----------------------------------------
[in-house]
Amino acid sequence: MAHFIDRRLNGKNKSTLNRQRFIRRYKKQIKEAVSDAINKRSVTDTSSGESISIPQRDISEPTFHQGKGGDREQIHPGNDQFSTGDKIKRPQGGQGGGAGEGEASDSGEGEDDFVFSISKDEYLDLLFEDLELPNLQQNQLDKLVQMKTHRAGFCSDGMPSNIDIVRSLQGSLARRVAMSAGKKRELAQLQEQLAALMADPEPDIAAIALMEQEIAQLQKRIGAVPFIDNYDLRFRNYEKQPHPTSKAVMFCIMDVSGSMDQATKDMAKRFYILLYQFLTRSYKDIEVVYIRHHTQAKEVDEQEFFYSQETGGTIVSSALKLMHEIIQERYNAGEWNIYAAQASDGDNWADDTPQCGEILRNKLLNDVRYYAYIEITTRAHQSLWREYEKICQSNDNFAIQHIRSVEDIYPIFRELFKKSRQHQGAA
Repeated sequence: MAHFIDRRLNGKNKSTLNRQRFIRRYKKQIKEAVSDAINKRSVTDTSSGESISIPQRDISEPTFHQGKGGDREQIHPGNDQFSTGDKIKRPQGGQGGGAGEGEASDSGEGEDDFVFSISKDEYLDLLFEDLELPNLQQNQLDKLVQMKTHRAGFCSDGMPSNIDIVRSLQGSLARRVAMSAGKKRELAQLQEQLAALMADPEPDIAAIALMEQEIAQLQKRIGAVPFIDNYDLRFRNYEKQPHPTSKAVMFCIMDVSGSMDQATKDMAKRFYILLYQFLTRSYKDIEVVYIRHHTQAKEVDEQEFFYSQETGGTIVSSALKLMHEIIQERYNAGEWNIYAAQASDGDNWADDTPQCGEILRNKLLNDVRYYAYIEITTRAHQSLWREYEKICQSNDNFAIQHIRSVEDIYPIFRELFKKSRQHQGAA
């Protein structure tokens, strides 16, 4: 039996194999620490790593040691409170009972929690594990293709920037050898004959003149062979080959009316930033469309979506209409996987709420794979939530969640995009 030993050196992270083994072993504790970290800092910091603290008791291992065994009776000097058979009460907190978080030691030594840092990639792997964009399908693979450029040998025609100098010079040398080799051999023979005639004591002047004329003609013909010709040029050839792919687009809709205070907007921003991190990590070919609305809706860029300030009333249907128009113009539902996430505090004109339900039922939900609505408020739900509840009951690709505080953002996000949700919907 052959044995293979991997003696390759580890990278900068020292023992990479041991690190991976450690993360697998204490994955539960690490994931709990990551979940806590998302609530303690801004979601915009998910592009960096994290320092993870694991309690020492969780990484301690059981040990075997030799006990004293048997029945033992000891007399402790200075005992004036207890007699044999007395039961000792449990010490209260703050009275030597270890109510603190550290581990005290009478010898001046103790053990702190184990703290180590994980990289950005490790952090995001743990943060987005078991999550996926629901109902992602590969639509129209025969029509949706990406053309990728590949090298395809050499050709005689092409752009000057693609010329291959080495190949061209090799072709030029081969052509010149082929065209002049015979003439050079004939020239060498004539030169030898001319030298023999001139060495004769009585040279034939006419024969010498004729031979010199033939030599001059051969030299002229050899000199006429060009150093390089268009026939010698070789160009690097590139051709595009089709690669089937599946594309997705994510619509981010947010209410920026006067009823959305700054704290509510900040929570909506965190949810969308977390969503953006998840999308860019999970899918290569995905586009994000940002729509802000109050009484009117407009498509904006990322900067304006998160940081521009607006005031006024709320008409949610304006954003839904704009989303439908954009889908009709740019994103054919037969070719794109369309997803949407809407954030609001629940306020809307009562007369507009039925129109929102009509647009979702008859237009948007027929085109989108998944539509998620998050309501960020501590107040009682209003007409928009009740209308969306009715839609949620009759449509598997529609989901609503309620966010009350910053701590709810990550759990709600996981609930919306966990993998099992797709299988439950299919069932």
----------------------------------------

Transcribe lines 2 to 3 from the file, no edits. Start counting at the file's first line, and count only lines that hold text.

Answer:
Amino acid sequence: MAHFIDRRLNGKNKSTLNRQRFIRRYKKQIKEAVSDAINKRSVTDTSSGESISIPQRDISEPTFHQGKGGDREQIHPGNDQFSTGDKIKRPQGGQGGGAGEGEASDSGEGEDDFVFSISKDEYLDLLFEDLELPNLQQNQLDKLVQMKTHRAGFCSDGMPSNIDIVRSLQGSLARRVAMSAGKKRELAQLQEQLAALMADPEPDIAAIALMEQEIAQLQKRIGAVPFIDNYDLRFRNYEKQPHPTSKAVMFCIMDVSGSMDQATKDMAKRFYILLYQFLTRSYKDIEVVYIRHHTQAKEVDEQEFFYSQETGGTIVSSALKLMHEIIQERYNAGEWNIYAAQASDGDNWADDTPQCGEILRNKLLNDVRYYAYIEITTRAHQSLWREYEKICQSNDNFAIQHIRSVEDIYPIFRELFKKSRQHQGAA
Repeated sequence: MAHFIDRRLNGKNKSTLNRQRFIRRYKKQIKEAVSDAINKRSVTDTSSGESISIPQRDISEPTFHQGKGGDREQIHPGNDQFSTGDKIKRPQGGQGGGAGEGEASDSGEGEDDFVFSISKDEYLDLLFEDLELPNLQQNQLDKLVQMKTHRAGFCSDGMPSNIDIVRSLQGSLARRVAMSAGKKRELAQLQEQLAALMADPEPDIAAIALMEQEIAQLQKRIGAVPFIDNYDLRFRNYEKQPHPTSKAVMFCIMDVSGSMDQATKDMAKRFYILLYQFLTRSYKDIEVVYIRHHTQAKEVDEQEFFYSQETGGTIVSSALKLMHEIIQERYNAGEWNIYAAQASDGDNWADDTPQCGEILRNKLLNDVRYYAYIEITTRAHQSLWREYEKICQSNDNFAIQHIRSVEDIYPIFRELFKKSRQHQGAA